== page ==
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Striped Marlin Action

October 3, 2014
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Giant Striped marlin are the main attraction for many anglers who make the long journey to New Zealand. Photo by Doug Perrine Doug Perrine
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The author, “Bonze” Fleet, releases a nice stripey boat-side that was caught on one of his lures. Photo by Nikolaj Matheson Nikolaj Matheson
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Fleet began making lures and tackle systems to help catch big billfish from the small, center-console boats commonly used offshore in New Zealand. Photo by Nikolaj Matheson Nikolaj Matheson
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Striped marlin readily pounce on smaller-sized lures, and you can get a good hookup ratio by using smaller hooks in single-hook rigs as well. Photo by Mike Harris/Fish Pics Mike Harris/Fish Pics
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An IGFA-legal hook-set keeps the eye of the trailing hook just inside the lure’s skirt. Photo by Bonze Fleet Bonze Fleet
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Photo by Mike Harris/Fish Pics Mike Harris/Fish Pics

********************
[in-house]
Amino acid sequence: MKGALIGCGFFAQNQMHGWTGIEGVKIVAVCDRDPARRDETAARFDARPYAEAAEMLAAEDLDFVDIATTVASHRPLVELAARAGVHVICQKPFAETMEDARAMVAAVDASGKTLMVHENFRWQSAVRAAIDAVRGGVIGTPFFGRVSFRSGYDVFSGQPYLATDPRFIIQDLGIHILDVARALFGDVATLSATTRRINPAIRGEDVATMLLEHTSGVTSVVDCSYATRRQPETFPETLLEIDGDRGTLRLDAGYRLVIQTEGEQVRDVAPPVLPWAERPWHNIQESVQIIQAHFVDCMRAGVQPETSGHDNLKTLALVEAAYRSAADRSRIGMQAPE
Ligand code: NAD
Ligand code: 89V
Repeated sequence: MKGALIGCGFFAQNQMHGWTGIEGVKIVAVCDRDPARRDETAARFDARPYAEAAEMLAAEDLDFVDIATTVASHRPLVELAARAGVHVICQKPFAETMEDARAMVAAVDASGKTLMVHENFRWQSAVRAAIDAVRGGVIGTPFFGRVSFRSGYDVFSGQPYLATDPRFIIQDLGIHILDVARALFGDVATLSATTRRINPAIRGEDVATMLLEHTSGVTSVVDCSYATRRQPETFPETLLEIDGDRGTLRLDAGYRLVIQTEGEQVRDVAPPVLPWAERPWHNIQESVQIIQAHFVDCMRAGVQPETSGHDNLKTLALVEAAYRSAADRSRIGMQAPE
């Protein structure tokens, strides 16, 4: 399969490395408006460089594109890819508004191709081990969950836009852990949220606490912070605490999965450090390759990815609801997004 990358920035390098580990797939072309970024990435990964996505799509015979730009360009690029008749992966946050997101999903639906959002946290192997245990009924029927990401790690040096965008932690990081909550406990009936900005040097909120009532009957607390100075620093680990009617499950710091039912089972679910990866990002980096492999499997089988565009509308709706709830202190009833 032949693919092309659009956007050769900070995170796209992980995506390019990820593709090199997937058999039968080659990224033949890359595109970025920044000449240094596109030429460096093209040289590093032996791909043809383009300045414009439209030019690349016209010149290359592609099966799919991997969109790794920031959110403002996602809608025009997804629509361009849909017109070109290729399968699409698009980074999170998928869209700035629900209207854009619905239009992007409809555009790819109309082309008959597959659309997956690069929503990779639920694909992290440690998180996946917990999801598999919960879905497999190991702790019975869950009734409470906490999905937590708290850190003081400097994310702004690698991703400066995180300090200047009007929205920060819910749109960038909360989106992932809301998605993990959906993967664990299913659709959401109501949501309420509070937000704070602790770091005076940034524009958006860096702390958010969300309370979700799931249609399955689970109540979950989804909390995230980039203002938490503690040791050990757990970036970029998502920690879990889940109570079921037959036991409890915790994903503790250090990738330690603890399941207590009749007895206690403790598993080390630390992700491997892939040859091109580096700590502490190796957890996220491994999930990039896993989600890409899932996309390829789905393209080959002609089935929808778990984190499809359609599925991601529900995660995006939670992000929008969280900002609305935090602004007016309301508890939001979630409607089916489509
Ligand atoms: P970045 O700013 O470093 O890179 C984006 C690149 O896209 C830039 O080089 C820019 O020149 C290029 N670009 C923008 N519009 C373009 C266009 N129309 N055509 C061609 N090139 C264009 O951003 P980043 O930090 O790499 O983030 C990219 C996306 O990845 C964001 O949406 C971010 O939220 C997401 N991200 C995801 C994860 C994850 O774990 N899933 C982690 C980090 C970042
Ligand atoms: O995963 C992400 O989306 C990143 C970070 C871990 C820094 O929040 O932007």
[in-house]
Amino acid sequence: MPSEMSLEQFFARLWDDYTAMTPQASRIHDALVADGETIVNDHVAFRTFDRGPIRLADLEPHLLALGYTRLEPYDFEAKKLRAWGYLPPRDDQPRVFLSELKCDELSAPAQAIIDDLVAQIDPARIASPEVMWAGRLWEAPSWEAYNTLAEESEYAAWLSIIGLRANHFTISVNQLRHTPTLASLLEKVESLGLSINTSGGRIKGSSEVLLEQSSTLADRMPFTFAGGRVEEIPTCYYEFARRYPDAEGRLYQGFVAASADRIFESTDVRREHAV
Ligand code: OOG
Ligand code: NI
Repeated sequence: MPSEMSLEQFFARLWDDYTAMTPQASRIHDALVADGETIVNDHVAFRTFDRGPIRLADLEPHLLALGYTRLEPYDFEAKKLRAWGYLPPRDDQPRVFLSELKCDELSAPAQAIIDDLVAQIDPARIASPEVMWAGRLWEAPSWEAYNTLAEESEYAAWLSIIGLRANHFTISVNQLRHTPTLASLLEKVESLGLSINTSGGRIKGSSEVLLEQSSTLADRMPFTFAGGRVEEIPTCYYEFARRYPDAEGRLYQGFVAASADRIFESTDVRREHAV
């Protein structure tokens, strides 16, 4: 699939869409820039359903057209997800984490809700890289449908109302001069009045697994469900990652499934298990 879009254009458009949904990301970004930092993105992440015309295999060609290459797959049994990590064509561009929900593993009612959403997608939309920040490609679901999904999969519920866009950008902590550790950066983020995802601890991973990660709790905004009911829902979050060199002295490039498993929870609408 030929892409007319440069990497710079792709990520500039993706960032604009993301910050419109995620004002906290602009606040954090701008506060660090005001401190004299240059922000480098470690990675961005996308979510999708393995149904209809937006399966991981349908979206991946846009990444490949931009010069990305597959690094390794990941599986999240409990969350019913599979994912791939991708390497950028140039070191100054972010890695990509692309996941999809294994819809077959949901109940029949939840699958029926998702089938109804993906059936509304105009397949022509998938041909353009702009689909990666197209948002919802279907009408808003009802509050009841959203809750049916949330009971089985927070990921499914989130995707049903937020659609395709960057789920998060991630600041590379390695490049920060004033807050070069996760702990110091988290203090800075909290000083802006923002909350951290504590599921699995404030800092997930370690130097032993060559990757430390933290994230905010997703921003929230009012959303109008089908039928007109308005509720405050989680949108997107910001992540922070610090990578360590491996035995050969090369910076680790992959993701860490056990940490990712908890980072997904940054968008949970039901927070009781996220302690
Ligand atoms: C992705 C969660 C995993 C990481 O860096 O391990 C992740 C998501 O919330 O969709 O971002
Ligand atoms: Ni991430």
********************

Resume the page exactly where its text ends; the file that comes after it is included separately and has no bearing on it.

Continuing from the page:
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Big fish in the 300-pound range call for heavier tackle, but that doesn’t mean you need to use bigger lures and hooks. Big striped marlin will eat 7-inch lures, and the smaller hooks are plenty strong on the leader. Photo by Doug Perrine Doug Perrine
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Big fish in the 300-pound range call for heavier tackle, but that doesn’t mean you need to use bigger lures and hooks. Big striped marlin will eat 7-inch lures, and the smaller hooks are plenty strong on the leader. Photo by Capt. Mark Phillips Capt. Mark Phillips
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On the northern end of New Zealand, the Bay of Islands offers dramatic landscapes certain to enthrall world travelers.** ** Photo Courtesy of Douglas Pearson/Robert Harding World Imagery/Corbis
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